Thursday, July 8, 2010

TBM Probe Breaks Ground on 2nd Ave

-- Updates (3) can be found below

A drill that was connected to the Second Avenue subway TBM went off course at about 3 a.m. this morning and broke through the surface of 2nd Avenue at East 90th Street.

No injuries were reported and luckily the drill did not pierce the 30-inch gas main, the 36-inch water main or any of Con Edison's cables below the surface of Second Avenue in this area. If the drill had pierced a gas main, the consequences clearly could have been tremendous.

During the TBM mining operation, which is taking place about 60 feet below street level, the sandhogs perform a process known as "probing" using a rock drill to determine ground conditions and water inflows ahead of the TBM. Apparently one of the probes that they drilled went in an unintended direction and ended up bursting out into the open air at East 90th Street.

The divot in the road surface that was produced by the 2-inch drill was patched up before the start of the morning rush hour.

The first public report of this incident was made by John Del Signore on the the Gothamist blog and was based on an anonymous tip (shown below) that was posted on their website :

"Construction Accident Units Operating With A Subway Boring Machine That Accidentally Bored Through 2nd Avenue And Collapsed A Verizon MANHOLE. All Utilities Requested To Respond And Check For Further DAMAGE. Road Closures In EFFECT. Manhattan, NY 7/8/2010 4:38 a.m" reporter Gabriela Resto-Montero was on the scene this morning and shot this picture as part of her report, "Second Avenue Subway Construction Drill Pops Up on East 90th Street."

Courtesy of Gabriela Resto-Montero/

The hardhats being worn by the two men on the left would suggest that they are sandhogs. The man on the right, with the white hardhat, probably works for Parsons Brinckerhoff, the consulting firm responsible for the construction management aspect of the project.

I took these two pictures of the incident location at about 6:30 p.m. this evening with my cell phone camera.

East 90th Street & 2nd Avenue - NW corner - looking East

The location where I believe that the drill popped through the road surface is shown with the blue arrow - at a location that is about 6 feet west of the center line of Second Avenue.

The actual hole that was produced by the drill is no longer visible because it has been filled in and covered with an asphalt road patching material.

I concluded that this was the location of the drill hole because it's the only road patch in this intersection that looks like it has been freshly applied.

East 90th Street & 2nd Avenue - looking SE

This is a closer view of the asphalt patch that was applied over the hole.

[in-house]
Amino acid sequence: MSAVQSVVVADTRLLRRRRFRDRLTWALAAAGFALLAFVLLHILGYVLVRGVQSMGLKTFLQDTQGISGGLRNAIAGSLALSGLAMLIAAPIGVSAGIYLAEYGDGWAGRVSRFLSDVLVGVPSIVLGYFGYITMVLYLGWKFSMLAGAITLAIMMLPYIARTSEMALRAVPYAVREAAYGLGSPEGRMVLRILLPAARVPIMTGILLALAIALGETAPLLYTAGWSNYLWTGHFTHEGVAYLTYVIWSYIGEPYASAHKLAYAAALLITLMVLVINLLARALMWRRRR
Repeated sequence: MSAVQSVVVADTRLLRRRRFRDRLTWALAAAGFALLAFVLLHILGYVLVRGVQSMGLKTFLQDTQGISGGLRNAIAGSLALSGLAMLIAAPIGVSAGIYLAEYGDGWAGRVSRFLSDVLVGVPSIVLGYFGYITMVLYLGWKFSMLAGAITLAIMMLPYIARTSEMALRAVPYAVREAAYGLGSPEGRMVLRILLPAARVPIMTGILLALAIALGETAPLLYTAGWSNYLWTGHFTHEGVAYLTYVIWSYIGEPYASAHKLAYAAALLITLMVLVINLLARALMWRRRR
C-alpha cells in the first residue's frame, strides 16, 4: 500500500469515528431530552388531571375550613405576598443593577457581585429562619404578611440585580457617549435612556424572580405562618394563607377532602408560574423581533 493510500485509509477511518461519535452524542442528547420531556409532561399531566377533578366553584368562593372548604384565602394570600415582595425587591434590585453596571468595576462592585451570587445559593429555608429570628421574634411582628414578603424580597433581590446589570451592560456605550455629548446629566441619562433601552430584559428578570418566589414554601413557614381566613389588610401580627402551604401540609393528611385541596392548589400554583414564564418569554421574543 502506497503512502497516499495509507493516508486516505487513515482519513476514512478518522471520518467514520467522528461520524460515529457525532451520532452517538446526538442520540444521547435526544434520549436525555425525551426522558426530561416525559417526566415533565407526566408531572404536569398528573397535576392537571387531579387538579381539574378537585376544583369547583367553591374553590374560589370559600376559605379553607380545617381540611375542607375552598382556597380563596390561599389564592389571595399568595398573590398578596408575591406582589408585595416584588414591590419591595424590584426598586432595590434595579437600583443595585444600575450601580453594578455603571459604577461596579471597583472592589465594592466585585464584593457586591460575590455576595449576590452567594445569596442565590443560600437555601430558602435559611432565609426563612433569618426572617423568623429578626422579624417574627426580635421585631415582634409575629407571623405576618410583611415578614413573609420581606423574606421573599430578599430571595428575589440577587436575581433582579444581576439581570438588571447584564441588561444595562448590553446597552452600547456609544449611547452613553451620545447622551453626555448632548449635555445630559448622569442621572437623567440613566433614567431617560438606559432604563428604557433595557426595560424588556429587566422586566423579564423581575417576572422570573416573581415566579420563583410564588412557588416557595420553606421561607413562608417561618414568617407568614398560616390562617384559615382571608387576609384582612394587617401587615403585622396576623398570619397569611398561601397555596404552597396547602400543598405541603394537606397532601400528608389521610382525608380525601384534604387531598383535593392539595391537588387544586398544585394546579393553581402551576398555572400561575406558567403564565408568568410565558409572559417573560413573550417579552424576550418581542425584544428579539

Other news sources have reported that the MTA has placed the drilling of probes (for the TBM) on hold until they can determine why this morning's probe went so far off course.

This most likely means that the tunneling must also now be placed on hold since they can't safely move the TBM forward without first probing the rock ahead of the machine.

An Update - 7/9/10:
A spokesperson in the MTA's press office told me late this afternoon that the contractors at the site have a enough probe information so that the TBM can continue to mine the new tunnel while the investigation is taking place.

The diagram below shows the location of the 36-inch water main (shown in Blue) and a 30-inch gas main (shown in Green) that run under Second Avenue between 92nd and 95th streets. These mains almost certainly extend south along the avenue and pass through the intersection of East 90th Street and Second Avenue.

Source: Presentation to the CB8 Second Avenue Subway Task Force - 1/26/10 - p.5

If you assume that the location of these two mains at 90th Street are in the same location, then one could estimate that drill came up just to to the right of the 36-inch water main.

An Update - 7/13/10:

East 90th Street - looking N

I had another look at the intersection on Second Avenue and East 90th Street on my way home this evening. The spray painted notations here apparently confirm that a 30-inch gas main is present underneath this intersection.

An Update - 7/16/10:

The MTA told me this afternoon that the investigation of this incident is now complete and that the tunneling contractor has resumed probe drilling, as of today.

As an outcome of the investigation the contractor will now limited the length of probe drilling in front of the TBM cutterhead to a maximum of 80 feet. This limit will vary depending upon the elevation of the cutterhead drill point vs. the lowest elevation of utilities in the area.

I was also told that the high-speed horizontal conveyor, that transfers tunnel muck from the dump station to the muck bin, had a mechanical failure on July 9. (This explains why no tunnel muck has been carted away from the site this week.) All of the mined material is currently being stored in the muck bin (down in the launch box) until the horizontal conveyor repairs are complete.

: : : : :

In other developments...

When I passed by the launch box work site this morning I found the workers preparing to lower a set of muck cars down into the launch box, so I stopped to take a few pictures.

The muck cars are used to transport the mined rock, or muck, from the TBM working location back to the launch box work site between 92nd and 95th streets.

East 92nd Street - looking SE

: : : : :

Here's a listing of the recent additions
to the right-hand column of The Launch Box:

"Second Avenue Subway Construction Drill Pops Up on East 90th Street"